First Response and it’s importance
I tried persuading Enitan to get trained as a First responder. At first she declined, but because I have been trained and now have a full understanding of the essence of first response, I continued to press in. And after so many attempts, Enitan finally gave in to my plea. I am glad she made the decision to get trained, if not she would have lost her cherished neighbor who suddenly had a heart attack, shortly after he came in from work.
One! Two! Three! Four! Five! Enitan pressed in on the chest of the 40 year old man, performing cardiopulmonary resuscitation. Her other neighbors who were available put a call through to an emergency medical service. While they were waiting, Enitan gave her best, alas, his eyes opened faintly. Is this how people die? One of them asked in a bewildered tone. While they were happy that their neighbor had opened his eyes, the emergency medical service came in to intervene, and took him to the hospital.
Oh my goodness! So he would have died if there was no first responder close by? If that is your question, I am sure you have your answer now. Ok, let me not assume you know it. So here is it. In cases of emergency, a shorter lag-time increase survival chances. While they were waiting for a professional/advanced medical intervention, Enitan who happens to be a first responder provided IMMEDIATE medical care. Apparently, this was what saved her 40- year old neighbor.
The people at the center of public health are our first responders: our frontline workers, healthcare professionals, social workers and caregivers. First responders are the individuals who respond to emergency situations in order to provide assistance.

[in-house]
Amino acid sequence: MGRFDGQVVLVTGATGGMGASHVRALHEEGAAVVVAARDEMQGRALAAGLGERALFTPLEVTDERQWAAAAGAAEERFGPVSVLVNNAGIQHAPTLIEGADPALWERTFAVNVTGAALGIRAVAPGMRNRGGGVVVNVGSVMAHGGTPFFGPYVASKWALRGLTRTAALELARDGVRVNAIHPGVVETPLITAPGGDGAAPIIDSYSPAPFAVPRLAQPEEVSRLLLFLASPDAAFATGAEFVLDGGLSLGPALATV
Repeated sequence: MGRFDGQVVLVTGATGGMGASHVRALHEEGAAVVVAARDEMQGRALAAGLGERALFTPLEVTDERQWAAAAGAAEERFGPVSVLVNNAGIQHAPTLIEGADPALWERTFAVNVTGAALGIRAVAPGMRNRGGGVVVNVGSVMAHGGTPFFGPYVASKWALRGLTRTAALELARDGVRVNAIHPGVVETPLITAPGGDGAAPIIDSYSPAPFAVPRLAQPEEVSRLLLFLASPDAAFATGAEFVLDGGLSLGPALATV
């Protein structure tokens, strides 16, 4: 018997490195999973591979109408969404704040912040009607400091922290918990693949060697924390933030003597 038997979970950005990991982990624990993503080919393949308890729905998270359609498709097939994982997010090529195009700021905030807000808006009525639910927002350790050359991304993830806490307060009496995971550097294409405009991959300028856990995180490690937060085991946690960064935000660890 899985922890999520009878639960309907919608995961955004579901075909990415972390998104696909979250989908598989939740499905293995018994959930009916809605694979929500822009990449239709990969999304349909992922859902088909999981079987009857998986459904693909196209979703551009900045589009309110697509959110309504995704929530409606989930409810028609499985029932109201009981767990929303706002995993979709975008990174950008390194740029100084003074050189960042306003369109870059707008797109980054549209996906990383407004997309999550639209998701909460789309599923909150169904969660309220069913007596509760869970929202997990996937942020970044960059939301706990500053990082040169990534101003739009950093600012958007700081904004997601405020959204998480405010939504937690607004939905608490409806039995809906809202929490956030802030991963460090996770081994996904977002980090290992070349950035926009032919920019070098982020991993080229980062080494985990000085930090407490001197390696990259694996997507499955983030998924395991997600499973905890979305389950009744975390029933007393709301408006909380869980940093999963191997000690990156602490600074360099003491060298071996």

First response primarily involves first aid. It is the first and immediate assistance given to any person suffering from either a minor or serious illness or injury, with care provided to preserve life, prevent the condition from worsening, or to promote recovery. It includes initial intervention in a serious condition prior to professional medical help being available, such as performing cardiopulmonary resuscitation (CPR) while waiting for an ambulance, as well as the complete treatment of minor conditions, such as applying a plaster to a cut.
The primary goal of first response is to prevent death where possible, and also to prevent injury cases from worsening. The key aims of first response are as follows:
Preserve life: The overriding aim of all medical care which includes first aid, is to save lives and minimize the threat of death. First aid done correctly should help reduce the patient’s level of pain and calm them down during the evaluation and treatment process.
Prevent further harm: Prevention of further harm includes addressing both external factors, such as moving a patient away from any cause of harm, and applying first aid techniques to prevent worsening of the condition, such as applying pressure to stop a bleed becoming dangerous.
Promote recovery: First aid also involves trying to start the recovery process from the illness or injury, and in some cases might involve completing a treatment, such as in the case of applying a plaster to a small wound.
Learn to save a life, sign up to HEI’s First Responders’ training. Make a call/chat to 07063985777 or send email to firstname.lastname@example.org